Philippoussis comes up short as Koubek rises to the occasion

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The Independent Online

Low-profile defending champions regularly fall short, but Stefan Koubek rose magnificently to the challenge of facing the Wimbledon finalist, Mark Philippoussis, in the first round of the Qatar Open here yesterday. The 27-year-old Austrian, who has tried to keep alive the flame lit by his illustrious compatriot Thomas Muster, defeated Philippoussis, 3-6, 6-1, 6-4.

Koubek, ranked No 53, did not drop a set in winning the Qatar title last year, but his comeback yesterday to overcome Philippoussis, the Australian world No 10, was as good as anything he has achieved in his career.

Little more than a month ago, Philippoussis was the hero of Australia's Davis Cup triumph against Spain in the final in his hometown, Melbourne, and on the eve of yesterday's match he spoke of anticipating a more successful year on the Tour on 2004. Although his loss to Koubek may transpire to be nothing more than a rusty start, Philippoussis will be anxious to regain his form in time for the Australian Open, which starts a week next Monday.

"I just didn't get the preparation I wanted," Philippoussis said. "I only started practicing last Monday after the pectoral injury I got in the Davis Cup."

Philippoussis, who started the match reasonably well, seemed stunned by Koubek's recovery in the second set. The Austrian continued to show the greater confidence in the final set and led 5-1 before his opponent threatened to reel him in, reducing the margin to 5-4.

"I made some bad mistakes in the final set," Koubek said, "and he realised he had a chance to come back. When I was 5-1 up he kept the ball in court so I would miss."

Koubek caught on in time, and it was Philippoussis who hit a backhand long on the second match point.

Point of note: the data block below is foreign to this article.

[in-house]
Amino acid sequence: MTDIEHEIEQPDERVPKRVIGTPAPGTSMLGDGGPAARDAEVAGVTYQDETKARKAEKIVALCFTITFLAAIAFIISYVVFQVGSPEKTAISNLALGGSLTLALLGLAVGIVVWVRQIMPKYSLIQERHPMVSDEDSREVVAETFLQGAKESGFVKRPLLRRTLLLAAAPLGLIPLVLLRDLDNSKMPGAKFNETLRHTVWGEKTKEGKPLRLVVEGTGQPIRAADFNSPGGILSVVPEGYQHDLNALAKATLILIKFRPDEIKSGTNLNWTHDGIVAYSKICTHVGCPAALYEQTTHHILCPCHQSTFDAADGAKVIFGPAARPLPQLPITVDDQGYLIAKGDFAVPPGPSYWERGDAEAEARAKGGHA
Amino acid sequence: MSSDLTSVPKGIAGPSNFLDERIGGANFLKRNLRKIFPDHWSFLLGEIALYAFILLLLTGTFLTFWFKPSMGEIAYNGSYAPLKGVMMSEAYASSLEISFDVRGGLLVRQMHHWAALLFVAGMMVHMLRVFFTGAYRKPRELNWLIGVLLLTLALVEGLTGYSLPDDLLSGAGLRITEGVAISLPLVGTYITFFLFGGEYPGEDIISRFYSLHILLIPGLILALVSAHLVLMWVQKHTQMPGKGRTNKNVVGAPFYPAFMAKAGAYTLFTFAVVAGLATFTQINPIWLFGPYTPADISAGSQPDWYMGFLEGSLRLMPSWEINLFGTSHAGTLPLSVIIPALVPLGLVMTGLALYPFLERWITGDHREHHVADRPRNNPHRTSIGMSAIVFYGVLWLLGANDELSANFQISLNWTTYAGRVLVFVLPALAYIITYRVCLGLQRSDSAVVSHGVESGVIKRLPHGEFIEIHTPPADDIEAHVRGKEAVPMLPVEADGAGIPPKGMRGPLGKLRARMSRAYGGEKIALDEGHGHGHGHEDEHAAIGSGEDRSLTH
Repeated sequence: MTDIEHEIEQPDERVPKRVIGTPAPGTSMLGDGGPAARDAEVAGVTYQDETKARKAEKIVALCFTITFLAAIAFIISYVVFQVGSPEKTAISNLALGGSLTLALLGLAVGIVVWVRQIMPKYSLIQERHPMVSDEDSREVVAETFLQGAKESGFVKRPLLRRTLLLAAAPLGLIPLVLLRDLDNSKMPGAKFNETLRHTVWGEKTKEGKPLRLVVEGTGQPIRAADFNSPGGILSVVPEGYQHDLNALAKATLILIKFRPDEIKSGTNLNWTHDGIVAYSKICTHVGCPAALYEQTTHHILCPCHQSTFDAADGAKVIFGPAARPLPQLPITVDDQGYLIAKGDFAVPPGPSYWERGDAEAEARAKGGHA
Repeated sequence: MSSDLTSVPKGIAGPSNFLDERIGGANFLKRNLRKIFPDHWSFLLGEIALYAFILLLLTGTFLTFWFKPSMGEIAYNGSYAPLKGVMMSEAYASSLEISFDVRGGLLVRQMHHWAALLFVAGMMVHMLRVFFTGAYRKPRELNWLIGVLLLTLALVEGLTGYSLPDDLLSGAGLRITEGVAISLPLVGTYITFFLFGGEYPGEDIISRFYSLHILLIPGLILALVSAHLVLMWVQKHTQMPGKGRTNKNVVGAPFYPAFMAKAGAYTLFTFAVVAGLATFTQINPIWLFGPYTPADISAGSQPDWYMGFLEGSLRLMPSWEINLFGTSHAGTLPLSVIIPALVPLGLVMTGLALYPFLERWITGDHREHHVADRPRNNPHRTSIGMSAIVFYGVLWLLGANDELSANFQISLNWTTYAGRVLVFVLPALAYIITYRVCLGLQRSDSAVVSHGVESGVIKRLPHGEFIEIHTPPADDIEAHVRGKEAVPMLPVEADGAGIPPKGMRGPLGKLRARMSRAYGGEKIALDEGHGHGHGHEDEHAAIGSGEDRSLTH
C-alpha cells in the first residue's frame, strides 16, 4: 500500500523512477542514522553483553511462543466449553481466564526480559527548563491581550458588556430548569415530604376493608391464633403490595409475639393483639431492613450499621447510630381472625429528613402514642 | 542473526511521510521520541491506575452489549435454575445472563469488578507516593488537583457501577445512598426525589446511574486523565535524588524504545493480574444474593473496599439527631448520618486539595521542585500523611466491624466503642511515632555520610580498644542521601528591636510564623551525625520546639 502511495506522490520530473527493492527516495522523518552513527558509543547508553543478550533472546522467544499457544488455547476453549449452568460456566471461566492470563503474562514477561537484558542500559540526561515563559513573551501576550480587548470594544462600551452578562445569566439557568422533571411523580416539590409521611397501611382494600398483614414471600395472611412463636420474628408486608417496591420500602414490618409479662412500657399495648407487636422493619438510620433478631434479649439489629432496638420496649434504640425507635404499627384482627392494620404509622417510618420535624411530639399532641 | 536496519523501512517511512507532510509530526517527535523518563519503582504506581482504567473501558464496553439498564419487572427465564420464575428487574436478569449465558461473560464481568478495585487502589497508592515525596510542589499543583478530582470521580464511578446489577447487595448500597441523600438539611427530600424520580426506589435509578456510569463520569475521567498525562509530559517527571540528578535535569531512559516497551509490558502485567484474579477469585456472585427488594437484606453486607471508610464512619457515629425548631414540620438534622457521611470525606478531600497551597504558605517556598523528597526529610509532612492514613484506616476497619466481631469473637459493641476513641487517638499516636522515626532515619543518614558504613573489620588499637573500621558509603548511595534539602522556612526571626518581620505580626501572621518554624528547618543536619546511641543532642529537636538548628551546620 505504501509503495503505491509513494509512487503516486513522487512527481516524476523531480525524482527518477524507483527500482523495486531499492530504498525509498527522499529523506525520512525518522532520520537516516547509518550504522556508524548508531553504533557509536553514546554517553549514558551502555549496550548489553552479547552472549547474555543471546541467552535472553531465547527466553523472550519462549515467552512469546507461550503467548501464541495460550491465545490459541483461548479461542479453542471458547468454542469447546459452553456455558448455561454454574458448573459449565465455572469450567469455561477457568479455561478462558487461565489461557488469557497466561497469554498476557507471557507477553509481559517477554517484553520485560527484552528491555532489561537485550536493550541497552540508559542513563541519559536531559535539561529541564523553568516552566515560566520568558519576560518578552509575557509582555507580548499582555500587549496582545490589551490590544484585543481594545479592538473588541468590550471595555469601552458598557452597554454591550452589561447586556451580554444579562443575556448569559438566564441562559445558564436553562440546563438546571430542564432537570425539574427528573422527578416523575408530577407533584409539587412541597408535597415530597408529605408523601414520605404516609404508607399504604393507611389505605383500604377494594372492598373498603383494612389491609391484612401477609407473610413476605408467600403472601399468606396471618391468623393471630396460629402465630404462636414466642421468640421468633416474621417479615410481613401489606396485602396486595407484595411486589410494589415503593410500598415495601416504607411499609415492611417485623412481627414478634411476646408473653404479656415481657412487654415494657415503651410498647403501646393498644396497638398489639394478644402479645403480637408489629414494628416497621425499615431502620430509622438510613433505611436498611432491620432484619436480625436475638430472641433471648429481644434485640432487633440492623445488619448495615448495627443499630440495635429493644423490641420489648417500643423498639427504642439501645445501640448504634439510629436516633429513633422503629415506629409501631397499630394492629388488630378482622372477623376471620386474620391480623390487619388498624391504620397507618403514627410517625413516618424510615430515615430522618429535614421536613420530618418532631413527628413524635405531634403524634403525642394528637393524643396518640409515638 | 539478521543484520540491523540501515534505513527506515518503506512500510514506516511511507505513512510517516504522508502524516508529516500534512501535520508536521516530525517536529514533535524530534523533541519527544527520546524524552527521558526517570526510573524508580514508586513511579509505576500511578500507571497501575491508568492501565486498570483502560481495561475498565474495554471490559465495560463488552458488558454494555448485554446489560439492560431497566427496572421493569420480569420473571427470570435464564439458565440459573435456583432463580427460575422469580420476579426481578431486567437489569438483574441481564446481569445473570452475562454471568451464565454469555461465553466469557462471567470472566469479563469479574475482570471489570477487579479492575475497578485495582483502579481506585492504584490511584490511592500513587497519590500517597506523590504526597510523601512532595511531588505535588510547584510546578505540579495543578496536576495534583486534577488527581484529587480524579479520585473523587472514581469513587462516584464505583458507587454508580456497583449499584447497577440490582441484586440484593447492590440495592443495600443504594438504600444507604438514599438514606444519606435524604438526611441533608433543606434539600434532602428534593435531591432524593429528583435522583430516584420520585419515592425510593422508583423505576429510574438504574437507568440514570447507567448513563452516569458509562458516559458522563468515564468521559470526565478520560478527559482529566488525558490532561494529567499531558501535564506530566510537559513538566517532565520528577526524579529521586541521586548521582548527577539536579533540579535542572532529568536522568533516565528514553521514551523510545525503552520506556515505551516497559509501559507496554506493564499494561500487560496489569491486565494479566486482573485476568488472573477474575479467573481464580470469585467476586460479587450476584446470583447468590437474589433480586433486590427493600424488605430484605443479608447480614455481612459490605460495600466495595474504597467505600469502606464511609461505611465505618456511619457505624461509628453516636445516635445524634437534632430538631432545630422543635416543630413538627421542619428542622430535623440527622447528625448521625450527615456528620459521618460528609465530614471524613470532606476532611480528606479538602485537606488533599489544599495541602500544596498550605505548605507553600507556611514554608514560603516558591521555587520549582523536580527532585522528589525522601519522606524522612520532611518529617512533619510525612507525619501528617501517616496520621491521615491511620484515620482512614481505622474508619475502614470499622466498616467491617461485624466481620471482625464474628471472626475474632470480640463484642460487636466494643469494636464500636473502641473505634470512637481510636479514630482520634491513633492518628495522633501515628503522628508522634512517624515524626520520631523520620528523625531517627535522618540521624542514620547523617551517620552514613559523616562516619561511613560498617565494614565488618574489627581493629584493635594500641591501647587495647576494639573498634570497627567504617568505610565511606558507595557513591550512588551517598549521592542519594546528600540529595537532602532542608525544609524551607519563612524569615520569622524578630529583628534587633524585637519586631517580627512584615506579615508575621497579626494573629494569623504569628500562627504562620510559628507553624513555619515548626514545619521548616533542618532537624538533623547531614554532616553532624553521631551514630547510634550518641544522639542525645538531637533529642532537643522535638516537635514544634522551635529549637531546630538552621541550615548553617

The value of Andy Roddick's pre-season fitness regimen was evident in his first match of the year when the world No 1 scampered about the baseline returning five consecutive smashes from his Russian opponent, Nikolay Davydenko.

"I don't know whether that was fitness or lucky guessing, but I'll take the credit for fitness," Roddick said after defeating Davydenko 6-3, 6-4.

The smash-return routine on the first point of the concluding game was the highlight of the match, although Davydenko was a more obdurate opponent than a straight-sets loss suggests. Davydenko also lost his last eight Tour-level matches of 2003, culminating in a defeat by Tim Henman in the first round of the Paris Masters, but he was lively enough to give Roddick a brisk workout yesterday.

Roddick converted his first break point of the match for 4-2 in the opening set and dispatched his second opportunity of the contest for 4-3 in the second set, the success of these clinical ripostes delighting him.

"One of the things I've been working on is returning game points so I don't have to rely so much on my serve," the 21-year-old American said.

Apart from one blip, which resulted in his having to save a break point in the sixth game of the second set, Roddick's serve took care of itself, and his stamina was never in question.

"My off-season training has been a lot more fitness-based than tennis-based," he said. "I had a live-in trainer for six weeks, then Brad [Gilbert, his coach] came down for a crash tennis course."

Henman, the seventh seed, faces a difficult challenge today against Juan Ignacio Chela, of Argentina, who stands between the British No 1 and a place in the quarter-finals. Chela who has won two of their three previous matches, is ranked No 38 and yesterday beatBelgium's Olivier Rochus, 6-1, 3-6, 7-5.